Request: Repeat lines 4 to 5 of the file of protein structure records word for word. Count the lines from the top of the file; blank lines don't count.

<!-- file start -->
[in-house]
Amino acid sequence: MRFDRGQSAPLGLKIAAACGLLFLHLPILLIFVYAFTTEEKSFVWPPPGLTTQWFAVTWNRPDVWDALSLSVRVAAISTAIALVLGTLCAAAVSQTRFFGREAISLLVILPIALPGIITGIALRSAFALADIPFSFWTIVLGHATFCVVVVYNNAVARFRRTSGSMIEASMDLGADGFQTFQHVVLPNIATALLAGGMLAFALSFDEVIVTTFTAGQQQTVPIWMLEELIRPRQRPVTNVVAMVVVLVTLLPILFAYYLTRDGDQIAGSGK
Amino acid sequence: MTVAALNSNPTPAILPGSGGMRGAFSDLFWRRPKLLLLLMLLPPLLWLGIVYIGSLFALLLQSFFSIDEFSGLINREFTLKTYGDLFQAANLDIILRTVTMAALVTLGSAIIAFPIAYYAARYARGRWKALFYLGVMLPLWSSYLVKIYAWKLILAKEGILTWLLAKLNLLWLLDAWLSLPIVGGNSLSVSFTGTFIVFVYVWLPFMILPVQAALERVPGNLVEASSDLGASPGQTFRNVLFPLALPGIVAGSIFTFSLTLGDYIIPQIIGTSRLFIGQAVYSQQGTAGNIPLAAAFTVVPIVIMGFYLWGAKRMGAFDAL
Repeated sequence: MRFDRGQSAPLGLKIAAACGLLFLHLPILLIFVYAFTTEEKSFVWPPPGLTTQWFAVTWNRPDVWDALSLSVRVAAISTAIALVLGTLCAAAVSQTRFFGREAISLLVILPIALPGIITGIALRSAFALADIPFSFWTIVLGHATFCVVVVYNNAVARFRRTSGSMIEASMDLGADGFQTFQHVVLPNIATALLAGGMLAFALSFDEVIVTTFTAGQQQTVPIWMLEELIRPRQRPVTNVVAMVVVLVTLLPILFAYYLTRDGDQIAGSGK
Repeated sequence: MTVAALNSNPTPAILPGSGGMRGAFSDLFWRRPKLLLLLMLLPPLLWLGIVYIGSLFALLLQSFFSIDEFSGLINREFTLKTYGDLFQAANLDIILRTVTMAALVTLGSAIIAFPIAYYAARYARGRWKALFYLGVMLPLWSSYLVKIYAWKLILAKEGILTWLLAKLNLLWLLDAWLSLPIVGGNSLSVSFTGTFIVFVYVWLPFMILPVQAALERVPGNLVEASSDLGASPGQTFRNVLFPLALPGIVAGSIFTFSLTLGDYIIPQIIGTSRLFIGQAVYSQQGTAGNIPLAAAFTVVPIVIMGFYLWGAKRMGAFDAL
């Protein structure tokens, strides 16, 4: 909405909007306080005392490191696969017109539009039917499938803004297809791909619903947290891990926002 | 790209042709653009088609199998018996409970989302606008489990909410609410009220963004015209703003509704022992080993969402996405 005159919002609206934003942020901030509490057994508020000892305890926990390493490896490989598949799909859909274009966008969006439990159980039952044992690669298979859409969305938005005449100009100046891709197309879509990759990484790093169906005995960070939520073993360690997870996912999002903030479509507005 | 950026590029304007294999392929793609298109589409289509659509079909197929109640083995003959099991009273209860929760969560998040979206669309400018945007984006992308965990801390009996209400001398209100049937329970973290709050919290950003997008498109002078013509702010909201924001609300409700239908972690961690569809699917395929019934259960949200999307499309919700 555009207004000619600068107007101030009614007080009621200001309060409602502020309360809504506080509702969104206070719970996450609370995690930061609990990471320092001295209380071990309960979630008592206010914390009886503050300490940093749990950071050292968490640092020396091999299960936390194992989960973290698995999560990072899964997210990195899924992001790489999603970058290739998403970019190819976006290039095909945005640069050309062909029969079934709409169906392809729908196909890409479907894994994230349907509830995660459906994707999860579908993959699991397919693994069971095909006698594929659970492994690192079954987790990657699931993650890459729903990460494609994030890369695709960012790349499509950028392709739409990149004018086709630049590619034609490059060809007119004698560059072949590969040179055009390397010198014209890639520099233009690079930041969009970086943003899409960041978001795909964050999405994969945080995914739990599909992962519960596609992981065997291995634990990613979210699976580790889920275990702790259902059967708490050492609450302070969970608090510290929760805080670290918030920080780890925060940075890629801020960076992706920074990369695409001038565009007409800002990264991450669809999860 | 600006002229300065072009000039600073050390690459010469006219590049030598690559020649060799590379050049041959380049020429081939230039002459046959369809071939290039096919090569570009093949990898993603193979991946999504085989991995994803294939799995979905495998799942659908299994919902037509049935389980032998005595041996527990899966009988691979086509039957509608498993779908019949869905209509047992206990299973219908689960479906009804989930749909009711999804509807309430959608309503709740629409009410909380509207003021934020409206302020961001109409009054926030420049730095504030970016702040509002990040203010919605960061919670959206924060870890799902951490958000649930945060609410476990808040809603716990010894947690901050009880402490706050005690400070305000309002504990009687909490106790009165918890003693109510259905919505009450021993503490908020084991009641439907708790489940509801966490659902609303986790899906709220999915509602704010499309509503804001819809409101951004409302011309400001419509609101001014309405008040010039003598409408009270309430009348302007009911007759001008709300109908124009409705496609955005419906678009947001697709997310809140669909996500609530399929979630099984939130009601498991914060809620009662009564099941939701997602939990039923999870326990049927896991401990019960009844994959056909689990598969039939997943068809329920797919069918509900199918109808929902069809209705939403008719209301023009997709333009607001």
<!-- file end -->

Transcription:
Repeated sequence: MRFDRGQSAPLGLKIAAACGLLFLHLPILLIFVYAFTTEEKSFVWPPPGLTTQWFAVTWNRPDVWDALSLSVRVAAISTAIALVLGTLCAAAVSQTRFFGREAISLLVILPIALPGIITGIALRSAFALADIPFSFWTIVLGHATFCVVVVYNNAVARFRRTSGSMIEASMDLGADGFQTFQHVVLPNIATALLAGGMLAFALSFDEVIVTTFTAGQQQTVPIWMLEELIRPRQRPVTNVVAMVVVLVTLLPILFAYYLTRDGDQIAGSGK
Repeated sequence: MTVAALNSNPTPAILPGSGGMRGAFSDLFWRRPKLLLLLMLLPPLLWLGIVYIGSLFALLLQSFFSIDEFSGLINREFTLKTYGDLFQAANLDIILRTVTMAALVTLGSAIIAFPIAYYAARYARGRWKALFYLGVMLPLWSSYLVKIYAWKLILAKEGILTWLLAKLNLLWLLDAWLSLPIVGGNSLSVSFTGTFIVFVYVWLPFMILPVQAALERVPGNLVEASSDLGASPGQTFRNVLFPLALPGIVAGSIFTFSLTLGDYIIPQIIGTSRLFIGQAVYSQQGTAGNIPLAAAFTVVPIVIMGFYLWGAKRMGAFDAL